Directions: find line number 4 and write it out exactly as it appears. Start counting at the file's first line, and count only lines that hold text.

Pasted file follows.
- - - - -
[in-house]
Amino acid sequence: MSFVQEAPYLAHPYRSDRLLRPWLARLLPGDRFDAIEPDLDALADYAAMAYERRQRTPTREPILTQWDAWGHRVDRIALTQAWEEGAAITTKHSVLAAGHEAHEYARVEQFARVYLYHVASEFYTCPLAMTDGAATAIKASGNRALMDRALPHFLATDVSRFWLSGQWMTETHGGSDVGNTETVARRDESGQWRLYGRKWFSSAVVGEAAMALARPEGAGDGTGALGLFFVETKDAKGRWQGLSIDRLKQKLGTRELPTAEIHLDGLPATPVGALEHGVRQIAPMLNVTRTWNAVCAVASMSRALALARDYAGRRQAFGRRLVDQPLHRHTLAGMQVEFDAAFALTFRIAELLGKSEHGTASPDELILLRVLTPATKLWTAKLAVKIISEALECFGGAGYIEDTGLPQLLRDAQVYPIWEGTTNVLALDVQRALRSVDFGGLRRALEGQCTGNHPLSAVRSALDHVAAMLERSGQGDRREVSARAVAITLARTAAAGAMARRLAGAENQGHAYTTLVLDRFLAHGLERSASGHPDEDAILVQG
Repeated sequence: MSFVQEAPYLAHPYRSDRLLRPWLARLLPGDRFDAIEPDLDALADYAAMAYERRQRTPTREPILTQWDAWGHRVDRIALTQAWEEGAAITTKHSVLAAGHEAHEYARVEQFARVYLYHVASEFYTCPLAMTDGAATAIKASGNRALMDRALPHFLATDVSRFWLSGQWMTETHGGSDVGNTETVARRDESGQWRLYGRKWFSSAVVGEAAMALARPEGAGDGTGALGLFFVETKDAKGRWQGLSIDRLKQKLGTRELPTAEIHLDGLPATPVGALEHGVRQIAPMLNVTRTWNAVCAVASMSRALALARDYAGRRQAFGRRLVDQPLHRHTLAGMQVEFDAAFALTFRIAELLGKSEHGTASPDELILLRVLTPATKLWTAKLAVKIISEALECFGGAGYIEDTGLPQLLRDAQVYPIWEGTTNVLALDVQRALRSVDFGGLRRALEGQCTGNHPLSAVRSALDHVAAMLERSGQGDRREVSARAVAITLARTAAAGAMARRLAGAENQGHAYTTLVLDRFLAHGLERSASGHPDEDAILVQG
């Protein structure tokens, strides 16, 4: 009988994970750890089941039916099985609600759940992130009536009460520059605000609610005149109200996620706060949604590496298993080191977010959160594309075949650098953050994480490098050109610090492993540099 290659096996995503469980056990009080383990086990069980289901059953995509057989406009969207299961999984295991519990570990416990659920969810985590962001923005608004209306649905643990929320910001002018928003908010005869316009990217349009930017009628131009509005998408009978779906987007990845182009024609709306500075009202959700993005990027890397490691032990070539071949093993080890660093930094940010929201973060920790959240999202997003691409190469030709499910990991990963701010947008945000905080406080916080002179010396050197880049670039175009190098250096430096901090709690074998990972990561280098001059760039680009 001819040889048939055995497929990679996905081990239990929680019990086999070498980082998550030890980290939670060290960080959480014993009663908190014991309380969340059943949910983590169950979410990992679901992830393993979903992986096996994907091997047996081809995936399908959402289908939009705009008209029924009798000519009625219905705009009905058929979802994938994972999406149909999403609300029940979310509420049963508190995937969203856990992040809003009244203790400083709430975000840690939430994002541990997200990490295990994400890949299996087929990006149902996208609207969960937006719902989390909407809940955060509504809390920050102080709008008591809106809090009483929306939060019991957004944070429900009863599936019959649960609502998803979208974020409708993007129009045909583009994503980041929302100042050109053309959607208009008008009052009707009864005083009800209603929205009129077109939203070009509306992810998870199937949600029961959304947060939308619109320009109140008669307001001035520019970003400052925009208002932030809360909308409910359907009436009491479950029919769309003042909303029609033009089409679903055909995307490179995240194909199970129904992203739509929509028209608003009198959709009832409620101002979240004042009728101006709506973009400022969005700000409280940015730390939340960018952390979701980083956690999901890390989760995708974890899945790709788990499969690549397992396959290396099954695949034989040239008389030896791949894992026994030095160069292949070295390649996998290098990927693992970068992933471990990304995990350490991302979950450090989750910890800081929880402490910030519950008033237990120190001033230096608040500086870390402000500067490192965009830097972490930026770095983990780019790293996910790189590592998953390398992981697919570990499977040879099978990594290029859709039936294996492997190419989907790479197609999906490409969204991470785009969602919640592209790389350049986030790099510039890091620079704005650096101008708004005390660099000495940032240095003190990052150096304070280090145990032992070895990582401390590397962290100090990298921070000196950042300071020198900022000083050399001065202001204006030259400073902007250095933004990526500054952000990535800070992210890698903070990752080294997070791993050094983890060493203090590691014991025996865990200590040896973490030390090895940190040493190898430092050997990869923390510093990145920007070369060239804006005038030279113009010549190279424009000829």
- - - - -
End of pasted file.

């Protein structure tokens, strides 16, 4: 009988994970750890089941039916099985609600759940992130009536009460520059605000609610005149109200996620706060949604590496298993080191977010959160594309075949650098953050994480490098050109610090492993540099 290659096996995503469980056990009080383990086990069980289901059953995509057989406009969207299961999984295991519990570990416990659920969810985590962001923005608004209306649905643990929320910001002018928003908010005869316009990217349009930017009628131009509005998408009978779906987007990845182009024609709306500075009202959700993005990027890397490691032990070539071949093993080890660093930094940010929201973060920790959240999202997003691409190469030709499910990991990963701010947008945000905080406080916080002179010396050197880049670039175009190098250096430096901090709690074998990972990561280098001059760039680009 001819040889048939055995497929990679996905081990239990929680019990086999070498980082998550030890980290939670060290960080959480014993009663908190014991309380969340059943949910983590169950979410990992679901992830393993979903992986096996994907091997047996081809995936399908959402289908939009705009008209029924009798000519009625219905705009009905058929979802994938994972999406149909999403609300029940979310509420049963508190995937969203856990992040809003009244203790400083709430975000840690939430994002541990997200990490295990994400890949299996087929990006149902996208609207969960937006719902989390909407809940955060509504809390920050102080709008008591809106809090009483929306939060019991957004944070429900009863599936019959649960609502998803979208974020409708993007129009045909583009994503980041929302100042050109053309959607208009008008009052009707009864005083009800209603929205009129077109939203070009509306992810998870199937949600029961959304947060939308619109320009109140008669307001001035520019970003400052925009208002932030809360909308409910359907009436009491479950029919769309003042909303029609033009089409679903055909995307490179995240194909199970129904992203739509929509028209608003009198959709009832409620101002979240004042009728101006709506973009400022969005700000409280940015730390939340960018952390979701980083956690999901890390989760995708974890899945790709788990499969690549397992396959290396099954695949034989040239008389030896791949894992026994030095160069292949070295390649996998290098990927693992970068992933471990990304995990350490991302979950450090989750910890800081929880402490910030519950008033237990120190001033230096608040500086870390402000500067490192965009830097972490930026770095983990780019790293996910790189590592998953390398992981697919570990499977040879099978990594290029859709039936294996492997190419989907790479197609999906490409969204991470785009969602919640592209790389350049986030790099510039890091620079704005650096101008708004005390660099000495940032240095003190990052150096304070280090145990032992070895990582401390590397962290100090990298921070000196950042300071020198900022000083050399001065202001204006030259400073902007250095933004990526500054952000990535800070992210890698903070990752080294997070791993050094983890060493203090590691014991025996865990200590040896973490030390090895940190040493190898430092050997990869923390510093990145920007070369060239804006005038030279113009010549190279424009000829």